Language phrases Meet, greet and farewell customers Provide simple directions Give simple instructions Answer simple enquiries Prepare for, serve and assist customers Describe goods and service.
Language phrases Simple words in foreign languages To greet and welcome To farewell and say goodbye Count the numbers 1 – 10 The days of the week and months of the year Titles used by people including Mister and Missus Basic functions – walk, drive, sleep, eat and drink Basic establishment facilities Basic products and services Methods of transportation.
Language phrases Where can you learn phrases from? Customers The internet A foreign language dictionary Staff Contacting a local ethnic club/association.
Verbal communication When speaking to a person from a different culture, it is important to take into consideration their particular cultural differences: Pitch or tone of your voice Volume of the talking Speed at which you talk Pauses in the conversation.
Non verbal communication Non-verbal communication occurs in all person-to-person situations Some people use more non-verbal communication than others, though we all use it to some degree Non-verbal communication is traditionally more important when communicating with someone from a culturally diverse background where there is a spoken word language difficulty.
Non verbal communication Types of non-verbal communication Stance and posture Speed with which you move Facial expression Hold your arms Hand and finger gestures Personal hygiene Eye contact.
Non verbal communication Language barriers - the role of gestures When faced with a language barrier, service staff should attempt to communicate through the use of gestures or simple words: What gestures can you use?
Non verbal communication Language barriers - the role of gestures Gestures may include: Pointing to indicate a location, a position or a menu item Holding fingers up to establish quantities Rubbing your hands to indicate temperature Nodding your head in agreement Shaking your head in disagreement Using facial expressions to relay your feelings.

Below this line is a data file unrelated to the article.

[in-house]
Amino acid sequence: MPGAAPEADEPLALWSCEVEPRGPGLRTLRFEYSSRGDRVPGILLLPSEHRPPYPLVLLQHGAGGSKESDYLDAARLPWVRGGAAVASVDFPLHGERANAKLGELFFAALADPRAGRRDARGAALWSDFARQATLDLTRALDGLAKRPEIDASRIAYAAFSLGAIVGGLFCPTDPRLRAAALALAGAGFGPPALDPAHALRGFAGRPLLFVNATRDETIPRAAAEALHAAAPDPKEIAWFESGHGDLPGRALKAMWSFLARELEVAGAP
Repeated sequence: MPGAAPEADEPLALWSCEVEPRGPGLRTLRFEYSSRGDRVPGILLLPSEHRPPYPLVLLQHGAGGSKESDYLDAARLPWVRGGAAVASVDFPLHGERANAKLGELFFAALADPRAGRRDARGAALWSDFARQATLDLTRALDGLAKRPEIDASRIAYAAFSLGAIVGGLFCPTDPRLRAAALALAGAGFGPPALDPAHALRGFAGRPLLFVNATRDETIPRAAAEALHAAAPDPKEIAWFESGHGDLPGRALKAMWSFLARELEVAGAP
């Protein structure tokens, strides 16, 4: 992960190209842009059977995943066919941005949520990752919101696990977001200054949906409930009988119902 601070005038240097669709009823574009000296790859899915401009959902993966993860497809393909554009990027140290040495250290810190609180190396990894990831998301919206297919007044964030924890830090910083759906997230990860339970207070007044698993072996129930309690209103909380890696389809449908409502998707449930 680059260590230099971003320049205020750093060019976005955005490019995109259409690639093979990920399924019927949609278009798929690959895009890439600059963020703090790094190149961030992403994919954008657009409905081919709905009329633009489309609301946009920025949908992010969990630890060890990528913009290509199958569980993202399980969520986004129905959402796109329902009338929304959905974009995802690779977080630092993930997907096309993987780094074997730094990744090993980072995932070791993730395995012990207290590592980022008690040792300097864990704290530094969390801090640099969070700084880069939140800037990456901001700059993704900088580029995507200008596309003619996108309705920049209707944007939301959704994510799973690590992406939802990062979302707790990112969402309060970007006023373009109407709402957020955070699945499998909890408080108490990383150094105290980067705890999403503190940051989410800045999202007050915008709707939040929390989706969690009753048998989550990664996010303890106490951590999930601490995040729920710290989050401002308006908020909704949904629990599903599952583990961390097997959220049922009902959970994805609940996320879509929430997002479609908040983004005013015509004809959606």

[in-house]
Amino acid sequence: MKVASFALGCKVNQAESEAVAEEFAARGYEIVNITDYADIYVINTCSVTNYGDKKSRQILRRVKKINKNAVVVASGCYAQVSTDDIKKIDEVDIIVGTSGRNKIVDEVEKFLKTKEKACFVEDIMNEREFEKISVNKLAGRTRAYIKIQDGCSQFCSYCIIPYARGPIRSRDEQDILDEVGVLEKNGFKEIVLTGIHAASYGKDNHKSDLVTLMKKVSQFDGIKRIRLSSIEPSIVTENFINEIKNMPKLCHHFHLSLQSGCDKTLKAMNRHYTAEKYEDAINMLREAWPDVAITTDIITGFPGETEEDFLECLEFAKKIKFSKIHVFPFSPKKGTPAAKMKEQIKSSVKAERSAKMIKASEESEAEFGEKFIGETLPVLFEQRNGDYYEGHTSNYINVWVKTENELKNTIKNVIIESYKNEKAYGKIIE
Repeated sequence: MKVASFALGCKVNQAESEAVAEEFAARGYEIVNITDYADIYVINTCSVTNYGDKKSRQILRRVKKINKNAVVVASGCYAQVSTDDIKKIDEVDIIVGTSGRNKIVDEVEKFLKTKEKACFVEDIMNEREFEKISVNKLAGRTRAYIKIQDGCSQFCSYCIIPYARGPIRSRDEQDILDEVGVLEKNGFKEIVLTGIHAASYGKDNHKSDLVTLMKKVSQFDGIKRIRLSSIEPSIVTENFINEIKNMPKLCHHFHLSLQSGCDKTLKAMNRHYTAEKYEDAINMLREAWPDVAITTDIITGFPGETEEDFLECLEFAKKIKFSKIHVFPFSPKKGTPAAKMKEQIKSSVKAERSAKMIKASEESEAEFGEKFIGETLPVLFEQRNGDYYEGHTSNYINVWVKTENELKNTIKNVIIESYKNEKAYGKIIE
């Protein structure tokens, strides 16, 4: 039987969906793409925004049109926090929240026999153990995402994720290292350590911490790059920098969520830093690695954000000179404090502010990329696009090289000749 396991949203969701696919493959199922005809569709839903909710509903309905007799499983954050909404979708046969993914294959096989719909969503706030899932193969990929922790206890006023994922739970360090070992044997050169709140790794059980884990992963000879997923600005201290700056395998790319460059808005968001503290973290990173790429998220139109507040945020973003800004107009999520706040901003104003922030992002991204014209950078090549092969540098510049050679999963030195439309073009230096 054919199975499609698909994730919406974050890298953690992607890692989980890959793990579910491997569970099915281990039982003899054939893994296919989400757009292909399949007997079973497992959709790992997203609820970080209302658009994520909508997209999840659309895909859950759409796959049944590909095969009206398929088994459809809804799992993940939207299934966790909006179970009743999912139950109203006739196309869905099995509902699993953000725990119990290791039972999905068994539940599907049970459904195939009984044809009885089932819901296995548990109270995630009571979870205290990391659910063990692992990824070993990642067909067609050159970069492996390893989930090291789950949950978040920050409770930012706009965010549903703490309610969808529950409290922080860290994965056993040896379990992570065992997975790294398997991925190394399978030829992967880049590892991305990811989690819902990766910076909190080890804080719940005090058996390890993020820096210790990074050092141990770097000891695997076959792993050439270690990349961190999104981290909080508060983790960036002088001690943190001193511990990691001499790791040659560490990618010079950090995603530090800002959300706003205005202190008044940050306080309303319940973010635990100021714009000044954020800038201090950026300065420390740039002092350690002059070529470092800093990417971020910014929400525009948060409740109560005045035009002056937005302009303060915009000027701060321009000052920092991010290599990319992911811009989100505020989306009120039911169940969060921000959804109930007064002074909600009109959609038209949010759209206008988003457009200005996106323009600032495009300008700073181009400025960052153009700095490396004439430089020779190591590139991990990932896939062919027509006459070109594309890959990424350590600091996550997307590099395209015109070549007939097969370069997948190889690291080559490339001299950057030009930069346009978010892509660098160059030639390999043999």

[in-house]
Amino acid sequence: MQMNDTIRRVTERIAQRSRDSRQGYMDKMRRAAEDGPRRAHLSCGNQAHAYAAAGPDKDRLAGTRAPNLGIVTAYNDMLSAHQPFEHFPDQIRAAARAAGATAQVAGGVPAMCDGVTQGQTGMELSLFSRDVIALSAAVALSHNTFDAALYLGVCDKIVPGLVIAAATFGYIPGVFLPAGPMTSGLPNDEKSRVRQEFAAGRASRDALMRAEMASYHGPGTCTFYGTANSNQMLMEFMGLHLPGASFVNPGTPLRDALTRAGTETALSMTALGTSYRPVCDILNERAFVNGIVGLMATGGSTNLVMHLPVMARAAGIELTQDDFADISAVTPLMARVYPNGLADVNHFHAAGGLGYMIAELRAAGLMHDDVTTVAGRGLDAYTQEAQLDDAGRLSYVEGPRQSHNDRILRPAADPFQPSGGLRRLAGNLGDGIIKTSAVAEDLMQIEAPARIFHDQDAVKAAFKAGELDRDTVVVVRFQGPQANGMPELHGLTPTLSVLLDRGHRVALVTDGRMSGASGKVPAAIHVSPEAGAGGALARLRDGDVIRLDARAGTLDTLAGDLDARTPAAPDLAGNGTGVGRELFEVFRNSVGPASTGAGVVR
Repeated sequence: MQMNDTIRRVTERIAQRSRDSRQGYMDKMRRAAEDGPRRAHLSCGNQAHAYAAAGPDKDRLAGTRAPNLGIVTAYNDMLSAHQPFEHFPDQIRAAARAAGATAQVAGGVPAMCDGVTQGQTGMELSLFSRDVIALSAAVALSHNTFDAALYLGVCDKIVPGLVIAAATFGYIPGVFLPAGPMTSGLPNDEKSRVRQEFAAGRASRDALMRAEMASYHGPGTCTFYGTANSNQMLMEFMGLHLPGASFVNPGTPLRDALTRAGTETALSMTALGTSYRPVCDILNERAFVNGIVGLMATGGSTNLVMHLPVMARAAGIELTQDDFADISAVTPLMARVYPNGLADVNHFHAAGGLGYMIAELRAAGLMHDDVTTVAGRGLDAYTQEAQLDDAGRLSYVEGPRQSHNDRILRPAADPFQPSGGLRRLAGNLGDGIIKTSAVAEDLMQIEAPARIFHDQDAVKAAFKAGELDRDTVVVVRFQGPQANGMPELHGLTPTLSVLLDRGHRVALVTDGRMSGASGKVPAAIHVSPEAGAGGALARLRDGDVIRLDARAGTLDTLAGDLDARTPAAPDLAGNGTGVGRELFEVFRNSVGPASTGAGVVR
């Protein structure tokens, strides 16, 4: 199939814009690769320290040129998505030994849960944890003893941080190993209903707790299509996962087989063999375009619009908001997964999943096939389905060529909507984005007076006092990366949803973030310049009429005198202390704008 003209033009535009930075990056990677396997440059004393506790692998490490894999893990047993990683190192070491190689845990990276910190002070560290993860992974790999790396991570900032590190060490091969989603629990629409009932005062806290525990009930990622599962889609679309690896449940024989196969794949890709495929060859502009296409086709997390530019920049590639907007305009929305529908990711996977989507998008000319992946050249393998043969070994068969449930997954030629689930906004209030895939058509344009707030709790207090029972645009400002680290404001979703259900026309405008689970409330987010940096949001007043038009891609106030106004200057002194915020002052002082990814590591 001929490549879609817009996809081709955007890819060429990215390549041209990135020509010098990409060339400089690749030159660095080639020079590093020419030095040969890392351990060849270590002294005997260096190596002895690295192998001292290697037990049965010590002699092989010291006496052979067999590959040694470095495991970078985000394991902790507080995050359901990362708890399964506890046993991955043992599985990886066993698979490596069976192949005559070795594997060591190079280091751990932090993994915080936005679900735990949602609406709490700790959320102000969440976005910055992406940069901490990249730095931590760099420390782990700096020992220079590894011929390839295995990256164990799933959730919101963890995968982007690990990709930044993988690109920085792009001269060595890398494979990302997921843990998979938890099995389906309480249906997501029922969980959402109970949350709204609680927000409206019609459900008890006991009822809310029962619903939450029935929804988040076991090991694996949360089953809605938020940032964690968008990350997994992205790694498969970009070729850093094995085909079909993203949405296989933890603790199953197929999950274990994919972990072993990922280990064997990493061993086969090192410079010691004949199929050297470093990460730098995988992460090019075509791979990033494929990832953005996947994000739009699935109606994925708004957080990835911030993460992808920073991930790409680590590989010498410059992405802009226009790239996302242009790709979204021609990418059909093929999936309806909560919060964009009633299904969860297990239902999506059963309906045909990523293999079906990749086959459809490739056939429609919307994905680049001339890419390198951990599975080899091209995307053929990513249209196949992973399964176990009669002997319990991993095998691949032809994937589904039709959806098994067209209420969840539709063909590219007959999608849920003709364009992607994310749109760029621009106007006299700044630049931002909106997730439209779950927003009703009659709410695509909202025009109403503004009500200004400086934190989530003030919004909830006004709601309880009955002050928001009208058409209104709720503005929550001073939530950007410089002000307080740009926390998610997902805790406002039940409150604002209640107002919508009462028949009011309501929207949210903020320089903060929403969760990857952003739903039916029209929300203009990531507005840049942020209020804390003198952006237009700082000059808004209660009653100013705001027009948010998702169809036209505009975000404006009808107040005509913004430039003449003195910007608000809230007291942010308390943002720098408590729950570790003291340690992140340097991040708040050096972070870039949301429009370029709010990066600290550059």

Written communication Written communication in other languages is very effective in transferring information to customers: What written communication would you prepare in other languages? Who can do this for you?
Sign language When communicating with deaf people, it can be extremely useful to be able to use sign language. It may be worthwhile learning a few signs to help communicate: What ‘signs’ do you know? Where can you learn ‘signs’?
Obtaining assistance No business will expect you to be proficiently communicate with people from all other countries It is good to learn the basics You will need to get help from other people, various agencies or external organisations.
Obtaining assistance You can get assistance from: Colleagues Customers Teachers – in-house and industry trainers Family, friends and acquaintances Service providers Suppliers Supervisors Sign Language Companies Translating and Interpreting Service.
Obtaining assistance Written information The Internet engine Media Local cultural centres Local library Language centres Hospitality, industry and events industry groups or organisations Government or private training and educational providers Purchased or borrowed books.
Obtaining assistance Outside organisations Interpreter services Diplomatic services Appropriate government agencies Individual agencies specific to unique needs Ministry of Immigration Educational institutions Disability advocacy groups.
Obtaining assistance Outside organisations Interpreter services Diplomatic services Appropriate government agencies Individual agencies specific to unique needs Department of Immigration and Citizenship Educational institutions Disability advocacy groups.